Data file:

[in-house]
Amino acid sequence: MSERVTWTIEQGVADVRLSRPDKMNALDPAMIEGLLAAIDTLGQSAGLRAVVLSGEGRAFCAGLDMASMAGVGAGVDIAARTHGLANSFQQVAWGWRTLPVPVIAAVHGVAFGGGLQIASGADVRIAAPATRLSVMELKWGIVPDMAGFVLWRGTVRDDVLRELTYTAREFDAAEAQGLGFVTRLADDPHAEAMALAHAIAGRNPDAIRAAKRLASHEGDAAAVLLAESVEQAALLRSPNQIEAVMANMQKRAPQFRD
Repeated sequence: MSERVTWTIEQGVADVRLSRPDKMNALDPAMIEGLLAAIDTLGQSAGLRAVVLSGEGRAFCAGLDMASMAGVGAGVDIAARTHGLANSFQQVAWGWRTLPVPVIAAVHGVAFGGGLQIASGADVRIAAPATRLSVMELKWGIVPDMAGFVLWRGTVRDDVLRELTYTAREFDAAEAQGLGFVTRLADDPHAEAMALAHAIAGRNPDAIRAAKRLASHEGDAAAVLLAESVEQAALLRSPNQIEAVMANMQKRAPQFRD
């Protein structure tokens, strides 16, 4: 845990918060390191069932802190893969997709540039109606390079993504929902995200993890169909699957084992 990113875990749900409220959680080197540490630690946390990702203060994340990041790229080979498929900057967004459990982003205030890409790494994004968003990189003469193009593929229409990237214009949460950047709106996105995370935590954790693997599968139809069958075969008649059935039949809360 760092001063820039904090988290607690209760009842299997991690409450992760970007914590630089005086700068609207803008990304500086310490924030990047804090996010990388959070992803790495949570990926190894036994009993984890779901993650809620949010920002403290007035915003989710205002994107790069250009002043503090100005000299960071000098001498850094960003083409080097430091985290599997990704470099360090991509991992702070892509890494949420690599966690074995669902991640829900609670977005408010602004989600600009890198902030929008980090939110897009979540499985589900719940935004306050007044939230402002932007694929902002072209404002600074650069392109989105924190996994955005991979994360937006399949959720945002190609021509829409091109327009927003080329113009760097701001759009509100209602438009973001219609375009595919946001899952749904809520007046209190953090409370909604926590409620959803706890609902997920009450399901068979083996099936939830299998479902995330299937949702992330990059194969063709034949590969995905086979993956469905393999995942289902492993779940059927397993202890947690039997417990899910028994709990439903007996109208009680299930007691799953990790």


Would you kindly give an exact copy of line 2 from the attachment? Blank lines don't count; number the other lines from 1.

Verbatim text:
Amino acid sequence: MSERVTWTIEQGVADVRLSRPDKMNALDPAMIEGLLAAIDTLGQSAGLRAVVLSGEGRAFCAGLDMASMAGVGAGVDIAARTHGLANSFQQVAWGWRTLPVPVIAAVHGVAFGGGLQIASGADVRIAAPATRLSVMELKWGIVPDMAGFVLWRGTVRDDVLRELTYTAREFDAAEAQGLGFVTRLADDPHAEAMALAHAIAGRNPDAIRAAKRLASHEGDAAAVLLAESVEQAALLRSPNQIEAVMANMQKRAPQFRD